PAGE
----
22 As the men turned and walked on toward Sodom, Abraham remained standing before the Lord. 23 Then Abraham drew near and said: “Will you really sweep away the righteous with the wicked? 24 Suppose there were fifty righteous people in the city; would you really sweep away and not spare the place for the sake of the fifty righteous people within it? 25 Far be it from you to do such a thing, to kill the righteous with the wicked, so that the righteous and the wicked are treated alike! Far be it from you! Should not the judge of all the world do what is just?”(G) 26 The Lord replied: If I find fifty righteous people in the city of Sodom, I will spare the whole place for their sake. 27 Abraham spoke up again: “See how I am presuming to speak to my Lord, though I am only dust and ashes!(H) 28 What if there are five less than fifty righteous people? Will you destroy the whole city because of those five?” I will not destroy it, he answered, if I find forty-five there. 29 But Abraham persisted, saying, “What if only forty are found there?” He replied: I will refrain from doing it for the sake of the forty. 30 Then he said, “Do not let my Lord be angry if I go on. What if only thirty are found there?” He replied: I will refrain from doing it if I can find thirty there. 31 Abraham went on, “Since I have thus presumed to speak to my Lord, what if there are no more than twenty?” I will not destroy it, he answered, for the sake of the twenty. 32 But he persisted: “Please, do not let my Lord be angry if I speak up this last time. What if ten are found there?” For the sake of the ten, he replied, I will not destroy it.(I)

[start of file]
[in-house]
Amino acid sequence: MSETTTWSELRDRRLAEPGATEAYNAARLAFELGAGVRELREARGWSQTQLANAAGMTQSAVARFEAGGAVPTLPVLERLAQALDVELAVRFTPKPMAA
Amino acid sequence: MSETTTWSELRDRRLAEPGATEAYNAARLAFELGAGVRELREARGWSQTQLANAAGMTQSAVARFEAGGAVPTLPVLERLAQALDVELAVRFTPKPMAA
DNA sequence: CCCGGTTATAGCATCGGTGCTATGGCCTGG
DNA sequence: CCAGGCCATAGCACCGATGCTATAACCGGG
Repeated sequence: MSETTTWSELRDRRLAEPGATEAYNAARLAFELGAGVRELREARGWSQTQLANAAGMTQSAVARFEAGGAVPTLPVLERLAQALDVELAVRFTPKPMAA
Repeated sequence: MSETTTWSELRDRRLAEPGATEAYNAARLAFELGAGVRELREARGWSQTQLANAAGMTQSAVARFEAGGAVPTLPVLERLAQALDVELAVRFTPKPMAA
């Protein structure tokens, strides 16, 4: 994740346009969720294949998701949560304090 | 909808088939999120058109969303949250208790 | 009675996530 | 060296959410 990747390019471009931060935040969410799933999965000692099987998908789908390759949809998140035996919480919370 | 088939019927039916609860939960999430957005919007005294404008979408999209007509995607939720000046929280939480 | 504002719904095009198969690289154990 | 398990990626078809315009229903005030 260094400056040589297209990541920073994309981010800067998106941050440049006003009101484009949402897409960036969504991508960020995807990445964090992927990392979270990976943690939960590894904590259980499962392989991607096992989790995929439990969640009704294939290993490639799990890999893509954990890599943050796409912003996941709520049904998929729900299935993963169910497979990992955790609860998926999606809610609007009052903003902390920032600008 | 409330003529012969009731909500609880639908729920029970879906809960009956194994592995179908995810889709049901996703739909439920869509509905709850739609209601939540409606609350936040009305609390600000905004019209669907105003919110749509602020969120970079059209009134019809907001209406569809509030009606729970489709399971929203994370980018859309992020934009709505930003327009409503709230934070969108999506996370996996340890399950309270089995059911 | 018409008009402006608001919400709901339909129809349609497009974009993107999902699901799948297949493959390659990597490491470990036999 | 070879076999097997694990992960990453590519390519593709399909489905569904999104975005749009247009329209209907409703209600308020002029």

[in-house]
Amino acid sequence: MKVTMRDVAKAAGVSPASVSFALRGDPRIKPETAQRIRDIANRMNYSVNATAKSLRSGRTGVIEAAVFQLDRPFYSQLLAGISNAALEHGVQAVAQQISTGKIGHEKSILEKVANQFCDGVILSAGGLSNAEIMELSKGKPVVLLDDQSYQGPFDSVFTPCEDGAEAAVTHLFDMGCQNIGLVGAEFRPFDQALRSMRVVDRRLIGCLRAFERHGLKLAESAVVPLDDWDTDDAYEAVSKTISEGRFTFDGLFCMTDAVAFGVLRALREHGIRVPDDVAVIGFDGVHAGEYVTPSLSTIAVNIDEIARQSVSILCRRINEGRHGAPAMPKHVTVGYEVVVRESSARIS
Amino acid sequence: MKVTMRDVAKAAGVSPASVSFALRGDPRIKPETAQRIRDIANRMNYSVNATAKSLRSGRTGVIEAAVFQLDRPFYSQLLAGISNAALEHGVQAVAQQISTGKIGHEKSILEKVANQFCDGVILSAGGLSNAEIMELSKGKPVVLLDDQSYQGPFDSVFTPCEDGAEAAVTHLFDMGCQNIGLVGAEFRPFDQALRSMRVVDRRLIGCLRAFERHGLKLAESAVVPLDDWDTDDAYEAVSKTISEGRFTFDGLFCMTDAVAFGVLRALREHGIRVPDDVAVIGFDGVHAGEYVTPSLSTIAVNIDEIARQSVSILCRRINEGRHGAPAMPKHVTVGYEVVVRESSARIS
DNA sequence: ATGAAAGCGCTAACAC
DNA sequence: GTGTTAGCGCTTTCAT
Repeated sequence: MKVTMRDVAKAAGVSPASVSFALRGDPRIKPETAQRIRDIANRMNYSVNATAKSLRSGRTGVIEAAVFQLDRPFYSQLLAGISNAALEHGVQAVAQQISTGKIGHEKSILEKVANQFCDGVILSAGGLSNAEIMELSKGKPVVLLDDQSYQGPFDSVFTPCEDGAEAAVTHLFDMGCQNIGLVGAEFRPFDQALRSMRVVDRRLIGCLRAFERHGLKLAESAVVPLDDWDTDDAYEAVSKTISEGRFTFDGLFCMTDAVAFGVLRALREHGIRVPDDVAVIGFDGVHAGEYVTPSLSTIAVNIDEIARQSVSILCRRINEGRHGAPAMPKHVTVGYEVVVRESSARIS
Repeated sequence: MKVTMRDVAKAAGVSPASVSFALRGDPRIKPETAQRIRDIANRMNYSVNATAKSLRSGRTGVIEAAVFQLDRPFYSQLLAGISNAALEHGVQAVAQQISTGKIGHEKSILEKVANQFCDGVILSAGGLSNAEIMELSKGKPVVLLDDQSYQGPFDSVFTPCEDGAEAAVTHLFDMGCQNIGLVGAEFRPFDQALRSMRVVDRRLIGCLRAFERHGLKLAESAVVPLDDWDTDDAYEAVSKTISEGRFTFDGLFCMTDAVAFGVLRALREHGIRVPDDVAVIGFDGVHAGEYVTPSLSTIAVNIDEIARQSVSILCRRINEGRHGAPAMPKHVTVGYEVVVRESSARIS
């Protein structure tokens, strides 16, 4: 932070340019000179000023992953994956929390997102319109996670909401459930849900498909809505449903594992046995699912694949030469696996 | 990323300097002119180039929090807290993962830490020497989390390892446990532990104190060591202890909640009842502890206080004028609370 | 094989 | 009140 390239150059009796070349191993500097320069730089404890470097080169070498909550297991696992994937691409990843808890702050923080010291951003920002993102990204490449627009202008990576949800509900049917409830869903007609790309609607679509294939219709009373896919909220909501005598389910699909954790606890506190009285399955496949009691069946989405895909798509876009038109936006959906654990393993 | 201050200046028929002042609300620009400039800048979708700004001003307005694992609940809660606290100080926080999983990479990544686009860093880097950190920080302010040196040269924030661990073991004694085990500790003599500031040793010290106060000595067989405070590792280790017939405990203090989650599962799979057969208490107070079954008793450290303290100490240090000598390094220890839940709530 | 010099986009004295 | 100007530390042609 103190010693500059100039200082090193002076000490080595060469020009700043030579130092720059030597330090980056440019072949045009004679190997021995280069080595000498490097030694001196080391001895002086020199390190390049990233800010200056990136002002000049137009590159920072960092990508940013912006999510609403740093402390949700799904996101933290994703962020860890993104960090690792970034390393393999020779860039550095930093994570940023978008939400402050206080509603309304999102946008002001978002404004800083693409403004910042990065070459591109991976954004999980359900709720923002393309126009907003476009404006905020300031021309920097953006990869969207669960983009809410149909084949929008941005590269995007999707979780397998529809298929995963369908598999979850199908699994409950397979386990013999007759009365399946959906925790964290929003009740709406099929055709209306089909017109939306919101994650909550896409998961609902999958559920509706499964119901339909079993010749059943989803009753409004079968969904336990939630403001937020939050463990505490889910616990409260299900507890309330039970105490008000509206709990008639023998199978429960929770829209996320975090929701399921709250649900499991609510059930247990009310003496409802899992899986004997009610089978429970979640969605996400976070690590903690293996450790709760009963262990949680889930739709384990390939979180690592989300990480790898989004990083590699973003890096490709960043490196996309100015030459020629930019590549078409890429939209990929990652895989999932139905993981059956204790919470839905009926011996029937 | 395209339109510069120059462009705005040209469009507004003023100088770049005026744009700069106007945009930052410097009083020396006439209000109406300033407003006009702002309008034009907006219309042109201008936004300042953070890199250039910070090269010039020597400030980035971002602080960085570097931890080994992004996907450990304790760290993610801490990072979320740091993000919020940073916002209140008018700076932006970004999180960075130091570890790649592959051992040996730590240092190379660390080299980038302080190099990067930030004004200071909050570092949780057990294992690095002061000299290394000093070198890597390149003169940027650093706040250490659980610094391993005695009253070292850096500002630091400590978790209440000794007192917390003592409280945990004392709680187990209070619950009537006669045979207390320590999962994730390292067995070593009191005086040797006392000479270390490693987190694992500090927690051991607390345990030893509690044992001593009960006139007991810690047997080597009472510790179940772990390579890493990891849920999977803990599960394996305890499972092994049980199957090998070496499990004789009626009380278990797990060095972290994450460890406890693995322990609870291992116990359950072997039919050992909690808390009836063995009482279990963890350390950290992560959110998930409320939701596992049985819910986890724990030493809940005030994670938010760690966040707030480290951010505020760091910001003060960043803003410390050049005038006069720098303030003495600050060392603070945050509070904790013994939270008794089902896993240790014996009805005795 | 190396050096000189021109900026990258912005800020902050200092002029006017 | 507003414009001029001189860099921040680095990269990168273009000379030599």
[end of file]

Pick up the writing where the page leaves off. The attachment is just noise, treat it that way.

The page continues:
33 The Lord departed as soon as he had finished speaking with Abraham, and Abraham returned home.
- 18:1 Chapters 18 and 19 combined form a continuous narrative, concluding the story of Abraham and his nephew Lot that began in 13:2–18. The mysterious men visit Abraham in Mamre to promise him and Sarah a child the following year (18:1–15) and then visit Lot in Sodom to investigate and then to punish the corrupt city (19:1–29). Between the two visits, Abraham questions God about the justice of punishing Sodom (18:16–33). At the end of the destruction of Sodom, there is a short narrative about Lot as the ancestor of Moab and the Ammonites (19:30–38).
- 18:3 Abraham addresses the leader of the group, whom he does not yet recognize as the Lord; in the next two verses he speaks to all three men. The other two are later (Gn 19:1) identified as angels. The shifting numbers and identification of the visitors are a narrative way of expressing the mysterious presence of God.
- 18:6 Three measures: Hebrew seah; three seahs equal one ephah, about half a bushel.
- 18:8 Curds: a type of soft cheese or yogurt.
- 18:10 One of them: i.e., the Lord.
- 18:12 Sarah laughed: a play on the verb “laugh,” which prefigures the name of Isaac; see note on 17:17.
- 18:20 The immorality of the cities was already hinted at in 13:13, when Lot made his choice to live there. The “outcry” comes from the victims of the injustice and violence rampant in the city, which will shortly be illustrated in the treatment of the visitors. The outcry of the Hebrews under the harsh treatment of Pharaoh (Ex 3:7) came up to God who reacts in anger at mistreatment of the poor (cf. Ex 22:21–23; Is 5:7). Sodom and Gomorrah became types of sinful cities in biblical literature. Is 1:9–10; 3:9 sees their sin as lack of social justice, Ez 16:46–51, as disregard for the poor, and Jer 23:14, as general immorality. In the Genesis story, the sin is violation of the sacred duty of hospitality by the threatened rape of Lot’s guests.